Keep up to date with the latest adventures of this years Pershore Plum Festival by visiting its YouTube channel. We are delighted to announce a collaboration with Attwood Media who are going to be producing some wonderful insights into what makes this festival so unique and great. We hope to fill the channel with videos […]

Situated  9 Miles from Worcester and  6 Miles from Evesham it can be reached via the B4084 road.

Pershore Bridge is just a short distance along Bridge Street (B4084 ) towards Evesham; the historic bridge was the scene of skirmishes during the civil war and scars from this are to be seen in the stonework.

Pershore is known for its Georgian architecture and interesting to note that most of the premises in Bridge Street and Broad Street are listed buildings.

With its Gardens and conservation areas occupying 15 hectares and hard-landscape workshop and studios, crop production facilities include a further 12 hectares of fruit and computer controlled glasshouses plus a nursery and a specialist plant unit, it is not surprising that its high reputation is spreading internationally.

Pershore is a market town in Worcestershire, England, on the banks of the River Avon. Pershore is in the Wychavon district and is part of the West Worcestershire parliamentary constituency. At the 2011 census the population was 7,125. The town is best known for Pershore Abbey, Pershore College (now a campus of Warwickshire College), and the plums[1] and pears grown locally.[citation needed]

This small town of about 8000 population has been known in ancient times as “Persere”* and “ Pearsore”.

Set on the banks of the river Avon it offers much for the visitor.

The Pershore Plum Festival is held annually in August to celebrate the local tradition of growing plums including the local varieties Pershore Purple, Pershore Yellow Egg Plum and Pershore Emblem.[1] Activities include crowning the plum princess, a family fun run, plum themed art exhibition and the Plum Fayre. There is also a classic car rally and nearby Worcester Racecourse revived The Land O'Plums Chase from 72 years ago.[3]

The Pershore Plum Festival is held in an around the riverside town of Pershore in Worcestershire. Pershore is an unspoiled, picturesque Market Town, famed for its elegant Georgian architecture and magnificent Abbey. It is surrounded by beautiful countryside and picturesque villages and is a haven for cyclists and ramblers. Pershore is renowned for its independent […]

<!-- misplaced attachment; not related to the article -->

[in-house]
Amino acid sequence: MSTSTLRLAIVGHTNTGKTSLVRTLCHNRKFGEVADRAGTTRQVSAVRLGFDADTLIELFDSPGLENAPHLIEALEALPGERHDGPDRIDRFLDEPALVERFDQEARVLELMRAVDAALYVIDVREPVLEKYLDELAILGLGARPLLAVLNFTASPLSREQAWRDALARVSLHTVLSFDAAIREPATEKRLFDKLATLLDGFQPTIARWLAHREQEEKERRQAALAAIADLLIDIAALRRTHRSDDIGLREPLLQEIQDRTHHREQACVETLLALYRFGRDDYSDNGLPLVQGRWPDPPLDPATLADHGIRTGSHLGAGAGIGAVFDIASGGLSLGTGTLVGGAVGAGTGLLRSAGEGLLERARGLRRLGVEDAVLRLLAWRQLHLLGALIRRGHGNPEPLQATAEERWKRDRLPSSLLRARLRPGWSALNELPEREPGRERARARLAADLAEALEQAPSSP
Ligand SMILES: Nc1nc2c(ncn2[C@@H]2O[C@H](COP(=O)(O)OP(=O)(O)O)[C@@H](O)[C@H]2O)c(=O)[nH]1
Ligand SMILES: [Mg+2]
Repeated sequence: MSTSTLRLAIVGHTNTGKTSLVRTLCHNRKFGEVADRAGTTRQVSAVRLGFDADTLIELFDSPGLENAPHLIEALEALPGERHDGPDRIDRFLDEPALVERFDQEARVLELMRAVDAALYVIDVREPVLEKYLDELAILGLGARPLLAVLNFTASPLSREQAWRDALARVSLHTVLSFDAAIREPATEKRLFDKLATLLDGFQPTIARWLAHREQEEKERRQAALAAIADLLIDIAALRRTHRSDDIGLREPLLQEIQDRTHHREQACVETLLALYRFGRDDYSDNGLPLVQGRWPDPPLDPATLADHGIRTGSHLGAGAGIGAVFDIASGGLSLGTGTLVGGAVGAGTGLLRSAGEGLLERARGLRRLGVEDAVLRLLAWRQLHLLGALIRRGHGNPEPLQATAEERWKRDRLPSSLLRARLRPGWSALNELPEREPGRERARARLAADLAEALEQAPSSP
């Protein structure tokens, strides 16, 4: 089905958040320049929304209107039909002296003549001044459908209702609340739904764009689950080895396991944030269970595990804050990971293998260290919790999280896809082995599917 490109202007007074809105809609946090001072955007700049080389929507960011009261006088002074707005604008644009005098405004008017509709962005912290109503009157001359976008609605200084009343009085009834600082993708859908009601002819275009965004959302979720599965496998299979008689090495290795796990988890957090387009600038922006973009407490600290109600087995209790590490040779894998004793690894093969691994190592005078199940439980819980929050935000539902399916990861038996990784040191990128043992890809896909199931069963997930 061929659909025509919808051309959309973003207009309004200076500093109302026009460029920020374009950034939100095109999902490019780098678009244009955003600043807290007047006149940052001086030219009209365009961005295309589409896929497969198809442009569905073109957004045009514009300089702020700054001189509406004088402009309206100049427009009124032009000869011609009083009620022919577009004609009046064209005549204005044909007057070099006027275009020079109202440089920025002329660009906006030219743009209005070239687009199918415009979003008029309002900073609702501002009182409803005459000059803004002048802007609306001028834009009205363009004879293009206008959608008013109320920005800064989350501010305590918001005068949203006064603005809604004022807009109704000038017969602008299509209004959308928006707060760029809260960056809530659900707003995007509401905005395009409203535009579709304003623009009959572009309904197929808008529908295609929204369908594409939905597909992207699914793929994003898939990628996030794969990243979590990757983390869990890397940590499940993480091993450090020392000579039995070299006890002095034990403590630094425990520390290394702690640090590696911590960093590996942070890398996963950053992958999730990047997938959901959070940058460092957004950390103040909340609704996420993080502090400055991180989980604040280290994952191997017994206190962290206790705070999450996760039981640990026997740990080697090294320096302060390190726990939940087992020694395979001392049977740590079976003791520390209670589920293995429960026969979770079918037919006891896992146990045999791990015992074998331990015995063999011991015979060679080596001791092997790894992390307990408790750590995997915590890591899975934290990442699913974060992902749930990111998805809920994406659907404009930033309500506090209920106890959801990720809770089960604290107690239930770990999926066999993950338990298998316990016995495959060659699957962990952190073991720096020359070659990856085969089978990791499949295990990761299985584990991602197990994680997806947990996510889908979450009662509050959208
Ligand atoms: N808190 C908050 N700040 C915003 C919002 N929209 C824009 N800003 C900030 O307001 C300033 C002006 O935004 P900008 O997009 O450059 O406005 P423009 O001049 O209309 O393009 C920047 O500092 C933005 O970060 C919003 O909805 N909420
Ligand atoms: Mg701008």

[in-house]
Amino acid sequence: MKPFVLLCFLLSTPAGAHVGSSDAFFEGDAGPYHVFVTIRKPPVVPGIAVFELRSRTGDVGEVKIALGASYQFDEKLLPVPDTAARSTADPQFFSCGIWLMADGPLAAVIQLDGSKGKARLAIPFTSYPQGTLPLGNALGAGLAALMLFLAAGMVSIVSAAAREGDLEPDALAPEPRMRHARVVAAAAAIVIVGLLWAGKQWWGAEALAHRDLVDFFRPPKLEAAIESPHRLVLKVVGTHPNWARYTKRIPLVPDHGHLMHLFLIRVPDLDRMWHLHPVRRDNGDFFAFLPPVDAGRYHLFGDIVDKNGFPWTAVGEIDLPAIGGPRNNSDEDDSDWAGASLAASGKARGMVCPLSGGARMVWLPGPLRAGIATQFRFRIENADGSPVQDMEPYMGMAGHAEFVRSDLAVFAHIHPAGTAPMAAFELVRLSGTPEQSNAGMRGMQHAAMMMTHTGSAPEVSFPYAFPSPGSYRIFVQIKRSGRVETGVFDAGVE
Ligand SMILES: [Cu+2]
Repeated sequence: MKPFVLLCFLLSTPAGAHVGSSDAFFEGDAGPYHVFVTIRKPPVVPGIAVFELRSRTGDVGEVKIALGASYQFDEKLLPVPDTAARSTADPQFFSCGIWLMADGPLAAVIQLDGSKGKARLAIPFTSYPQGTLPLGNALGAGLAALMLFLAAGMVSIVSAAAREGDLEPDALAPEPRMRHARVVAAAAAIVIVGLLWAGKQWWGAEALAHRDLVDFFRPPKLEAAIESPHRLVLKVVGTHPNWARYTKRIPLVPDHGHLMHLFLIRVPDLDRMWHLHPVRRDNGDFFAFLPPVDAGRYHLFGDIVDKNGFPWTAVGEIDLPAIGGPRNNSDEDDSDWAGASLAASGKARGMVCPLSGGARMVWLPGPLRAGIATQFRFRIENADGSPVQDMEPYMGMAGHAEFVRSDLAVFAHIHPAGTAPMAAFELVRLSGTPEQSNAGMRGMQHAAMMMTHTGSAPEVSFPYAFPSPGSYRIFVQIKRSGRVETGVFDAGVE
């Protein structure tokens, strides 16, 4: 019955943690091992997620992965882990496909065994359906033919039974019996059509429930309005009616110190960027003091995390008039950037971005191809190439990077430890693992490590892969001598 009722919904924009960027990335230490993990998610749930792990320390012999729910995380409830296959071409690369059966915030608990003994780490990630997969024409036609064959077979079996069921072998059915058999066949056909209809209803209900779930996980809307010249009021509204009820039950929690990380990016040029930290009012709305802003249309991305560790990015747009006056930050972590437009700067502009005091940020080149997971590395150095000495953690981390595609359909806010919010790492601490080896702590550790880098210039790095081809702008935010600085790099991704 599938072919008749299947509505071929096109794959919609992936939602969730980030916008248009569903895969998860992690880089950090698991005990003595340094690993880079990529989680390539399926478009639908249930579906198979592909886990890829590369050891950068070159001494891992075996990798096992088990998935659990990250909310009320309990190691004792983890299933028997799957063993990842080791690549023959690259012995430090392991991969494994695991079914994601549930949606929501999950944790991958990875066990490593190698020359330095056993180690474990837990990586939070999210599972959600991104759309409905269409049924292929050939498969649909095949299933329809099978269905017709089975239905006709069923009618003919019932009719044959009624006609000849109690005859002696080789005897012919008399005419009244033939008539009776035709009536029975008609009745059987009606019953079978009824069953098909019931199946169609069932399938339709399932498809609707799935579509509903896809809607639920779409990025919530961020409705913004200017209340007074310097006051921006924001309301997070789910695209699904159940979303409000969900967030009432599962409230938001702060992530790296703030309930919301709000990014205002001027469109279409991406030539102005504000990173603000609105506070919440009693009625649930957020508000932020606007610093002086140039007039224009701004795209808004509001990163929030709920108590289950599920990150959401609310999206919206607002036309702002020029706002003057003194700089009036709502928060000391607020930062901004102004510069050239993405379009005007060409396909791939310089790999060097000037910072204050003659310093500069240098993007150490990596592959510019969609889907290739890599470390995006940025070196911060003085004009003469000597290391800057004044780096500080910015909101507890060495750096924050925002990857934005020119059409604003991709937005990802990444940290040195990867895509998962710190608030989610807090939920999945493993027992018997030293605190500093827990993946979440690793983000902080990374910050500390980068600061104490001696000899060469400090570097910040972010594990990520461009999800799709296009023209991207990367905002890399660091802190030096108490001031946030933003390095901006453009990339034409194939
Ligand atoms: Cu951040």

On the 1st of August 2007 the college merged with the Warwickshire College.

To remember your visit to the Pershore Plum Festival, there is a variety of merchandise you can purchase at all events leading up to, and including, the Bank Holiday Monday Fayre Day. Visitors can choose from bags (both jute and cotton), pens, key rings, aprons and cook books to take home a useful souvenir. For […]

Besides its past and present connection with market gardening and growing of many varieties of plums it once had an important connection with the wool trade by way of sorting and grading.

If you have any event that you would like added to this website, please contact Pershore TIC on 01386 556591 or Email: tourism@pershore-tc.gov.uk.

The font is believed to be Norman and is decorated with carvings. Outside buttresses added to the main structure now give support to the building and were added in 1913. In 1996/97 when a new floor was being laid, Saxon foundations were found.

Pershore Horticultural College is found by continuing on the B4084 towards Evesham. Founded in 1974 its purpose was to train Horticulture workers, it rapidly gained international recognition and has attracted many overseas students.

Pershore is renowned for its independent shops which offer the discerning shopper an extensive range of purchases. Pershore also has many specialist shops, an undercover market and welcoming pubs and restaurants.

There is also the chance to see a continuous programme of art and craft exhibitions that are set within the coffee bar. Number 8 also serves Homemade cakes, tea and coffee, these are available Monday to Saturday 10am – 4pm.

01905 673617        www.visitworcestershire.org